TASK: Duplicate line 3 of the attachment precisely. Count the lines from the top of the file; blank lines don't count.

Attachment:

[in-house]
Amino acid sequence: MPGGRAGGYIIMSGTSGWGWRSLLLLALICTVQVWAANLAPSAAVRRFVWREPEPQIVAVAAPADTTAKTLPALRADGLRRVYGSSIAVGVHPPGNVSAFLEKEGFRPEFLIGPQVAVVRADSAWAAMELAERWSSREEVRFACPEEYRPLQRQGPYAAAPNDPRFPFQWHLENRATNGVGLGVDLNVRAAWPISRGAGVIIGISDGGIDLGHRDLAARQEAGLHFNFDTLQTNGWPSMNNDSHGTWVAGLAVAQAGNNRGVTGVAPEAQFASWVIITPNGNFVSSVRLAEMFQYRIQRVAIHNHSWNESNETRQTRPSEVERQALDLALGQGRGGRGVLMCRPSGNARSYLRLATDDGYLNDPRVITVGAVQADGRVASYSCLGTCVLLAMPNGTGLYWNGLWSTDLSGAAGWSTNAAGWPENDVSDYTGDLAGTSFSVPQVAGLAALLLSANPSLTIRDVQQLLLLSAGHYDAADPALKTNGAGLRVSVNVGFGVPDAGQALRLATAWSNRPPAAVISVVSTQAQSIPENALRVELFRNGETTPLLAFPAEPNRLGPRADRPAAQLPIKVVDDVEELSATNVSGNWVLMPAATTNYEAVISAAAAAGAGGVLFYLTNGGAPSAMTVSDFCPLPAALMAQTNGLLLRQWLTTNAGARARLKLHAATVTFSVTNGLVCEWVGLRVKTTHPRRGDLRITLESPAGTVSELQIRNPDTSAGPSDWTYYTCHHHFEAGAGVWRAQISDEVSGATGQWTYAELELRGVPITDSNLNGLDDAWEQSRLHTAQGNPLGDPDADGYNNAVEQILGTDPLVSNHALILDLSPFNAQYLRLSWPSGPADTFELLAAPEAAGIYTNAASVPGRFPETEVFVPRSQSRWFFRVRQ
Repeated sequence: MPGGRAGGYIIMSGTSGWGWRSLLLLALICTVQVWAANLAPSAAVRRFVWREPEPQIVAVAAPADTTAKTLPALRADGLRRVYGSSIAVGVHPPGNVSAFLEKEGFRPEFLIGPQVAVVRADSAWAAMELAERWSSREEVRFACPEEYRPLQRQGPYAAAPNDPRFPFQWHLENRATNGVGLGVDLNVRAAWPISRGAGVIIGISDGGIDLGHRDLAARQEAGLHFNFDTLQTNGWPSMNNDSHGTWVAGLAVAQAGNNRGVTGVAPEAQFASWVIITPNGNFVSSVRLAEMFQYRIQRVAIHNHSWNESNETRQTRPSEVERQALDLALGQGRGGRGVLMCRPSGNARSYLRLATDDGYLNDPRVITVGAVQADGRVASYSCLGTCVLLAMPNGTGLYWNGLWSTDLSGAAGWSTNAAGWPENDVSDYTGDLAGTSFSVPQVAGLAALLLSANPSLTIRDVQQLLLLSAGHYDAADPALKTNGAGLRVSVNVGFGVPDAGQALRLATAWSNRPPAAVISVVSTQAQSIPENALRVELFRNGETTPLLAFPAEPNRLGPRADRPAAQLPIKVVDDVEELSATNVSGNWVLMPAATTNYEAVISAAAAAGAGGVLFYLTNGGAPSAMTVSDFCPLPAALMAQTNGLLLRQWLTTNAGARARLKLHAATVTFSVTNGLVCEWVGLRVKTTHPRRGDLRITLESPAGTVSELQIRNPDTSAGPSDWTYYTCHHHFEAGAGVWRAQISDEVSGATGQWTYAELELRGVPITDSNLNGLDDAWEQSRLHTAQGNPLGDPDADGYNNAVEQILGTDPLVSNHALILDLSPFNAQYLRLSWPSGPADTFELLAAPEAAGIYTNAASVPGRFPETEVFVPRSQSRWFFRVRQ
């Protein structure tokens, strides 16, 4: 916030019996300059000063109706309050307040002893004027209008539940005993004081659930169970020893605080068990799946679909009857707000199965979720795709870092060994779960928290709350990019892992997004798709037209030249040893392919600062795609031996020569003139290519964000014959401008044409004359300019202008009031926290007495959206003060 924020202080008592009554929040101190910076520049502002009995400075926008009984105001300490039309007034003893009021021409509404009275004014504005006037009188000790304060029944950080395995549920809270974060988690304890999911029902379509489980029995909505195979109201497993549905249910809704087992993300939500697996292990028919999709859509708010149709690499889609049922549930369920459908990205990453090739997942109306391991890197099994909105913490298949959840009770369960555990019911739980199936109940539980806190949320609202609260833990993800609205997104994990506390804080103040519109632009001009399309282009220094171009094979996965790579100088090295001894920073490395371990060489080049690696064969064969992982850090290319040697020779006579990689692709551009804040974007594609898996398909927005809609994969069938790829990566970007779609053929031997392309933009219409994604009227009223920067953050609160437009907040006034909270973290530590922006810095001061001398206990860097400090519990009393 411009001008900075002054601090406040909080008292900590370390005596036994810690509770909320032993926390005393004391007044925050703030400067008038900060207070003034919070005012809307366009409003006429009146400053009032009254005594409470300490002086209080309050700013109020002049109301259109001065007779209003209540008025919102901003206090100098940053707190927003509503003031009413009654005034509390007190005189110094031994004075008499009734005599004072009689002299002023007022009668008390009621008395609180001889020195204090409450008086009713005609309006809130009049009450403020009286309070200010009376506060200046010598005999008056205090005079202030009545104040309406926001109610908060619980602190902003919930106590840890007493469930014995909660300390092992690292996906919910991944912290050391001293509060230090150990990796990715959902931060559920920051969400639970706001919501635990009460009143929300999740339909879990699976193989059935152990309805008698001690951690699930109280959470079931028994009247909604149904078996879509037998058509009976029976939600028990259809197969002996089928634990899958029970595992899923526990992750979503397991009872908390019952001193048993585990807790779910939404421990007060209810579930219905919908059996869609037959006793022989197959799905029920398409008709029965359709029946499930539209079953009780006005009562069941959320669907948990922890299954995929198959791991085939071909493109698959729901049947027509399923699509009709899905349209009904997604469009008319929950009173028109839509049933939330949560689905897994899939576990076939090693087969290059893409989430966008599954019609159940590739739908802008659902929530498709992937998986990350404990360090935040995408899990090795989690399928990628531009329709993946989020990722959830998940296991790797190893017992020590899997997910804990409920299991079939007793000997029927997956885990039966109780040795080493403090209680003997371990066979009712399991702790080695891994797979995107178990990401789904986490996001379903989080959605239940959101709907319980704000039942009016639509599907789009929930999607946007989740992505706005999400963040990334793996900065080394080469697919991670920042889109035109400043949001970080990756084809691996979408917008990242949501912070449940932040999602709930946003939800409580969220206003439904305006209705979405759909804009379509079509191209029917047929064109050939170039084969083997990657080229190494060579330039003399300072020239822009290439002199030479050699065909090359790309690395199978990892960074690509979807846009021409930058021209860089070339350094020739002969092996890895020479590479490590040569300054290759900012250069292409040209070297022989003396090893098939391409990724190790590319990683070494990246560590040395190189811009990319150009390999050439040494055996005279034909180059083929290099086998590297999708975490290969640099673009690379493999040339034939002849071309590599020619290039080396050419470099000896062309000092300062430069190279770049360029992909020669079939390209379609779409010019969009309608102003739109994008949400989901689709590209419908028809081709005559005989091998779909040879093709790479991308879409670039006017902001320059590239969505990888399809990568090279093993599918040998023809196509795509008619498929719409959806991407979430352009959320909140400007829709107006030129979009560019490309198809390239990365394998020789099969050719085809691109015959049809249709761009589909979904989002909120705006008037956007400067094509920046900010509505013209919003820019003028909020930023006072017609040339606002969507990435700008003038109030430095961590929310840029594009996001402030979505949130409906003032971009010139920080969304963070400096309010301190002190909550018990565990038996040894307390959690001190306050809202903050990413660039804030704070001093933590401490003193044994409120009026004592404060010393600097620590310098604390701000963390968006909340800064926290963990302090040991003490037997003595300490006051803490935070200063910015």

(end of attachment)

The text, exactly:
Repeated sequence: MPGGRAGGYIIMSGTSGWGWRSLLLLALICTVQVWAANLAPSAAVRRFVWREPEPQIVAVAAPADTTAKTLPALRADGLRRVYGSSIAVGVHPPGNVSAFLEKEGFRPEFLIGPQVAVVRADSAWAAMELAERWSSREEVRFACPEEYRPLQRQGPYAAAPNDPRFPFQWHLENRATNGVGLGVDLNVRAAWPISRGAGVIIGISDGGIDLGHRDLAARQEAGLHFNFDTLQTNGWPSMNNDSHGTWVAGLAVAQAGNNRGVTGVAPEAQFASWVIITPNGNFVSSVRLAEMFQYRIQRVAIHNHSWNESNETRQTRPSEVERQALDLALGQGRGGRGVLMCRPSGNARSYLRLATDDGYLNDPRVITVGAVQADGRVASYSCLGTCVLLAMPNGTGLYWNGLWSTDLSGAAGWSTNAAGWPENDVSDYTGDLAGTSFSVPQVAGLAALLLSANPSLTIRDVQQLLLLSAGHYDAADPALKTNGAGLRVSVNVGFGVPDAGQALRLATAWSNRPPAAVISVVSTQAQSIPENALRVELFRNGETTPLLAFPAEPNRLGPRADRPAAQLPIKVVDDVEELSATNVSGNWVLMPAATTNYEAVISAAAAAGAGGVLFYLTNGGAPSAMTVSDFCPLPAALMAQTNGLLLRQWLTTNAGARARLKLHAATVTFSVTNGLVCEWVGLRVKTTHPRRGDLRITLESPAGTVSELQIRNPDTSAGPSDWTYYTCHHHFEAGAGVWRAQISDEVSGATGQWTYAELELRGVPITDSNLNGLDDAWEQSRLHTAQGNPLGDPDADGYNNAVEQILGTDPLVSNHALILDLSPFNAQYLRLSWPSGPADTFELLAAPEAAGIYTNAASVPGRFPETEVFVPRSQSRWFFRVRQ